In the northern region of India, 46-year-old Smita Srivastava has achieved the extraordinary feat of securing the Guinness World Record for “the longest hair on a living person.” Her luscious locks, untouched by scissors since the age of 14, now measure an impressive 7 feet and 9 inches.
Smita, hailing from Uttar Pradesh, follows a cultural tradition where long hair is associated with the divine, drawing inspiration from goddesses adorned with lengthy locks. In her own words, “In Indian culture, goddesses traditionally had very long hair. In our society, it is considered inauspicious to cut hair, so that is why women used to grow hair,” she explained, emphasizing the cultural significance attached to her flowing tresses.
Maintaining such remarkable hair comes with its rituals. Smita, as per the Guinness World Records, washes her hair twice a week, dedicating 30-45 minutes to this process alone. The entire routine, encompassing washing, drying, and styling, consumes a staggering three hours of her day.
Taking to social media, Guinness World Records proudly declared Smita’s achievement, highlighting her hair’s measurement at an astounding 236.22 centimeters (7 ft 9 in). Smita herself attributes her inspiration to the unique hairstyles sported by Hindi actresses in the 1980s.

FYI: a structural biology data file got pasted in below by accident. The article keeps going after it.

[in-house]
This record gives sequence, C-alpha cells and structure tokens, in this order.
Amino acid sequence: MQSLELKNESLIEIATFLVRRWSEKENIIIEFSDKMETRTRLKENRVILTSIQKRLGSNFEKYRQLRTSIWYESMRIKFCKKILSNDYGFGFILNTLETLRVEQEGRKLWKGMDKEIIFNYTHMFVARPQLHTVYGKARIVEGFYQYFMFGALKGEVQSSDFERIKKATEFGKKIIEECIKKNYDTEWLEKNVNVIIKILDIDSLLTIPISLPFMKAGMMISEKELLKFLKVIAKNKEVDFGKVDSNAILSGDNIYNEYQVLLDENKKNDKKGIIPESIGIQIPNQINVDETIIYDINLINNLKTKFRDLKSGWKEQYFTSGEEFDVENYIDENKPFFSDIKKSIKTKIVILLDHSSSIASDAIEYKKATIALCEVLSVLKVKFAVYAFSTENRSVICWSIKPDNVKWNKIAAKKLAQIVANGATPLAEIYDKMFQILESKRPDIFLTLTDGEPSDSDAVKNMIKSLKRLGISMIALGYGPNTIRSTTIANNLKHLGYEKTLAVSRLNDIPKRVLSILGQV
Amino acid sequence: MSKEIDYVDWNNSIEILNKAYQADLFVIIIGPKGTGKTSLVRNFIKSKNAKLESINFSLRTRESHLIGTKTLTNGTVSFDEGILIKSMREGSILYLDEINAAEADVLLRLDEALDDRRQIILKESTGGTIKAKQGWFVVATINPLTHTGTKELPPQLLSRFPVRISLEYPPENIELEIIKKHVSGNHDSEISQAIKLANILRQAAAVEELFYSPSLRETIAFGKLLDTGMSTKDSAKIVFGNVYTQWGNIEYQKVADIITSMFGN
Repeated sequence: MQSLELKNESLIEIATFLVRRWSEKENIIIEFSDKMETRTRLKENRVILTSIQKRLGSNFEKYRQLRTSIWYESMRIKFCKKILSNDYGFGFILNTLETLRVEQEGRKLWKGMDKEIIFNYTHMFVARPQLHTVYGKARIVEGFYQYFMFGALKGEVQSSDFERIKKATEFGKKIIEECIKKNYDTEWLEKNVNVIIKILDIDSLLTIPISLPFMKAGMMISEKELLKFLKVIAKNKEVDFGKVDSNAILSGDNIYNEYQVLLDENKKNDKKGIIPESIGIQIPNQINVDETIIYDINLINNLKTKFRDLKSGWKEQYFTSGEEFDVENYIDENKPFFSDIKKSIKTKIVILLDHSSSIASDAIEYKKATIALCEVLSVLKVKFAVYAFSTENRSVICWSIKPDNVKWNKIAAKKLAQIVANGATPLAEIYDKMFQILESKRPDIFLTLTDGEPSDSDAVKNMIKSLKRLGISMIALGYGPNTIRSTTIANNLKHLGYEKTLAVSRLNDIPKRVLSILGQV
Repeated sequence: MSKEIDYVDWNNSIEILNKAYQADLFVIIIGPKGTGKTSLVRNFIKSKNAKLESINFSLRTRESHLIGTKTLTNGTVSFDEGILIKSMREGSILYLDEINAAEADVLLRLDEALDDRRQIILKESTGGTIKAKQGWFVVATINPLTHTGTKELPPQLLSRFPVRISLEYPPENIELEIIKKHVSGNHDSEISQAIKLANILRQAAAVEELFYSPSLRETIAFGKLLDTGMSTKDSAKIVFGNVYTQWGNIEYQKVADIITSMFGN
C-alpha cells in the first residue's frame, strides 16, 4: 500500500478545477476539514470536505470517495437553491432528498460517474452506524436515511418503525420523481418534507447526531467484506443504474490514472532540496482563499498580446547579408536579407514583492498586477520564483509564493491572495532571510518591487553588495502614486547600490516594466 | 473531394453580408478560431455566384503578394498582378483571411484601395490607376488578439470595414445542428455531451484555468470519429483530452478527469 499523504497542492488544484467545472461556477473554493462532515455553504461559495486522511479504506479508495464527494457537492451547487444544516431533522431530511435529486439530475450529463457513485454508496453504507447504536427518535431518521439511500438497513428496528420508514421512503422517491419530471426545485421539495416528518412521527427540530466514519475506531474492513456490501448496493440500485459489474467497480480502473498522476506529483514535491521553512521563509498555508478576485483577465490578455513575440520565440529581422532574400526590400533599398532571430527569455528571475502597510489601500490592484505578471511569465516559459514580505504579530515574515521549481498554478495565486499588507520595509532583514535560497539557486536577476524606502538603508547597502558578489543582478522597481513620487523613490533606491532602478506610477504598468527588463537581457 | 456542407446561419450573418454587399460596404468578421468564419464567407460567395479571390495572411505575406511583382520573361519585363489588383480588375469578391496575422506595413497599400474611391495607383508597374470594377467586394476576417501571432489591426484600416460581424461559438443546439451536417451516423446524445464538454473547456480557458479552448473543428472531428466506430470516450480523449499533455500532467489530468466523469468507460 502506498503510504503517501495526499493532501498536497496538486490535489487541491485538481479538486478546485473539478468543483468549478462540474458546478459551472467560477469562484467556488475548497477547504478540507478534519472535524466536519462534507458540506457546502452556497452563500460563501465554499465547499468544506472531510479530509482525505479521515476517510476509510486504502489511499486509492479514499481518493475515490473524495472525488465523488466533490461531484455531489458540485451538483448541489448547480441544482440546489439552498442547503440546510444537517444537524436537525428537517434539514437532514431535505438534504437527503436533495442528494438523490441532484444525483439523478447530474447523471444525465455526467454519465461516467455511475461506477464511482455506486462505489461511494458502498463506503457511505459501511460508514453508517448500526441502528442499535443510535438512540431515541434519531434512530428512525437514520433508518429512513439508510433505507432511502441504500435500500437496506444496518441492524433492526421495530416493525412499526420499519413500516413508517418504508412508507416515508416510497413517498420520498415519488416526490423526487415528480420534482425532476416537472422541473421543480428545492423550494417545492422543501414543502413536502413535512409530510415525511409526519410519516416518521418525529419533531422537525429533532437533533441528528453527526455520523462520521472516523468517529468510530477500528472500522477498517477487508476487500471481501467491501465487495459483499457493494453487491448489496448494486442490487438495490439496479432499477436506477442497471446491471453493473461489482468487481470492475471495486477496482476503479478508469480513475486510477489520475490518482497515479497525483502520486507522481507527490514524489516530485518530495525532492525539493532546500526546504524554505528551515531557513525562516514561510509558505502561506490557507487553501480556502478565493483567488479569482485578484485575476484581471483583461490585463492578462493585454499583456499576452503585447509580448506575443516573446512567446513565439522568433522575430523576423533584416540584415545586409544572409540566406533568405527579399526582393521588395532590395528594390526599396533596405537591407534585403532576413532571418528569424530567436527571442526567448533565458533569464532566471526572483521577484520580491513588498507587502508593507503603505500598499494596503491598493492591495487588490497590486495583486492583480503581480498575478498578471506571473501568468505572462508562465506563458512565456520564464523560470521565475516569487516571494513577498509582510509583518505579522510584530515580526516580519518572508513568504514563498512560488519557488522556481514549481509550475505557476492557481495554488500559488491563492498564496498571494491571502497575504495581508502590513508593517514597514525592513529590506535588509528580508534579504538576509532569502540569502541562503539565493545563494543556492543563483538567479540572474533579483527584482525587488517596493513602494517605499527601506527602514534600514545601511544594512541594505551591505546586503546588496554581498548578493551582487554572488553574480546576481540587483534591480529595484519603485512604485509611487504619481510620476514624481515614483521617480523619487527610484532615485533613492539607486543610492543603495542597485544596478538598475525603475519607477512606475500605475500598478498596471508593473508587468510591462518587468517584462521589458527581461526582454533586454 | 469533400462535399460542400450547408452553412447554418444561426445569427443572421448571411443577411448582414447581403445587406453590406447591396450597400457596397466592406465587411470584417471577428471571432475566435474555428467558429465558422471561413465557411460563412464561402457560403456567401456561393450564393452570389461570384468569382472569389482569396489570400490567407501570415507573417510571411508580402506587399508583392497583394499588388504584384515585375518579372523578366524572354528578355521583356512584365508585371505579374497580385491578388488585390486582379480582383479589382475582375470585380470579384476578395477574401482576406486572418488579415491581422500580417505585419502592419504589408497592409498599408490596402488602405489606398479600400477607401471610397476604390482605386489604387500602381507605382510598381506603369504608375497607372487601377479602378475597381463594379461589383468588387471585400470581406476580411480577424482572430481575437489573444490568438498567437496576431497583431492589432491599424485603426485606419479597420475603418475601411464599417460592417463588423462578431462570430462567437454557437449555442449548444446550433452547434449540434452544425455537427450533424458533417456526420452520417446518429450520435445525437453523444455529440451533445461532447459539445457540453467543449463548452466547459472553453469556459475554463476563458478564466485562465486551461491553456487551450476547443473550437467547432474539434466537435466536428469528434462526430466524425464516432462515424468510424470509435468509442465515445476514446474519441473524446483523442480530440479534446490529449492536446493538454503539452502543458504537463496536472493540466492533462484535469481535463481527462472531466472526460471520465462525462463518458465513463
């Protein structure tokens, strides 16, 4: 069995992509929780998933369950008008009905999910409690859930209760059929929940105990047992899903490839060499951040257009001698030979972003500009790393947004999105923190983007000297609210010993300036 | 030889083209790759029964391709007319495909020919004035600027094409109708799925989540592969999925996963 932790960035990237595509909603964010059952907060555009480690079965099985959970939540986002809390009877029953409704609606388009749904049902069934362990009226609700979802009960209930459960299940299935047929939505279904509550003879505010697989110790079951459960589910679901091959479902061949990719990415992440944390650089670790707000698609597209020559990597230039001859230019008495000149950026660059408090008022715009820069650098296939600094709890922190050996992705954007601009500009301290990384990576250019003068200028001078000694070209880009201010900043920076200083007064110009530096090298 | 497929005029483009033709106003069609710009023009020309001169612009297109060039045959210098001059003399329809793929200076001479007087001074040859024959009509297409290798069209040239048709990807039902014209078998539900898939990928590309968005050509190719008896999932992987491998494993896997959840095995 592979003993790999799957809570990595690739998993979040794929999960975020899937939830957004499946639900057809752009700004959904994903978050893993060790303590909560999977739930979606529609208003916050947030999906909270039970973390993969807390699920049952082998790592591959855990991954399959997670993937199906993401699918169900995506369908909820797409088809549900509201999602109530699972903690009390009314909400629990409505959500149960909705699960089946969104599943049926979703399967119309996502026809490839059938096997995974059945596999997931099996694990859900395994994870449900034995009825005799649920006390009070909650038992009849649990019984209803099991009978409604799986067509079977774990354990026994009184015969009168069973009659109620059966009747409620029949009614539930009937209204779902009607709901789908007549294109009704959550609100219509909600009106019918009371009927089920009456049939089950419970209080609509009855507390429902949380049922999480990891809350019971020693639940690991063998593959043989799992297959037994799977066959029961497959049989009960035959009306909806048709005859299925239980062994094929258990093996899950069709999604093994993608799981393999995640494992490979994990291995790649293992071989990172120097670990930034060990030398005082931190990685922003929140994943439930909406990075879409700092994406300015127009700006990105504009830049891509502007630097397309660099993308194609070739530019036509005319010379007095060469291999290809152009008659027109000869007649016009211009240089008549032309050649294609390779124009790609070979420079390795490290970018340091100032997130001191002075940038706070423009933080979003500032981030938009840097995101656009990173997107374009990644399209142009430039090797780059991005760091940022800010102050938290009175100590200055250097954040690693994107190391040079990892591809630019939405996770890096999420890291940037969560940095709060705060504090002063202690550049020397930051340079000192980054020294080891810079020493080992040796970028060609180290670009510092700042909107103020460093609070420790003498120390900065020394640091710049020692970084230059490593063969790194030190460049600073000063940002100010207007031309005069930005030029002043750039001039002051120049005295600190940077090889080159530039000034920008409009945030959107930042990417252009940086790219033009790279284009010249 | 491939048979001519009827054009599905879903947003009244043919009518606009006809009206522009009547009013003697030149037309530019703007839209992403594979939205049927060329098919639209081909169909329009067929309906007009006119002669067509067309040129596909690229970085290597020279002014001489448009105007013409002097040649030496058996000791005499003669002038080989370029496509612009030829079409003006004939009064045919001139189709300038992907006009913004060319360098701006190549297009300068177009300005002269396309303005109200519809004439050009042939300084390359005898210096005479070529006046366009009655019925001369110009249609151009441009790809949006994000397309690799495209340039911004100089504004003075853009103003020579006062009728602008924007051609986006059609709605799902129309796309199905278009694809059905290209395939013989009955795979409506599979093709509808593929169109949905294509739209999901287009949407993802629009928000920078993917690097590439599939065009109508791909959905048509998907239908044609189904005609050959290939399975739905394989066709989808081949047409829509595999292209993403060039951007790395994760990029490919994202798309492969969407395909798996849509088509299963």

Beyond the records, Smita’s long locks become a spectacle for those around her. She shared how people are often left astonished, touching her hair, capturing selfies, and inquiring about her maintenance routine. Responding to the curiosity, Smita graciously shares her hair care secrets, with many expressing their admiration for the beauty of her well-maintained hair.
Say hello to Smita Srivastava from India, the woman with the longest hair in the world 🙋♀️
Her long locks were measured at 236.22 centimeters (7 ft 9 in) 👀 pic.twitter.com/Pkb6xms8Sp
— Guinness World Records (@GWR) November 29, 2023
Looking forward, Smita expressed her desire for her hair to continue growing, eager to see how long she can manage it. Her journey stands not only as a personal feat but also as a testament to the cultural richness and traditions woven into the tapestry of Indian society.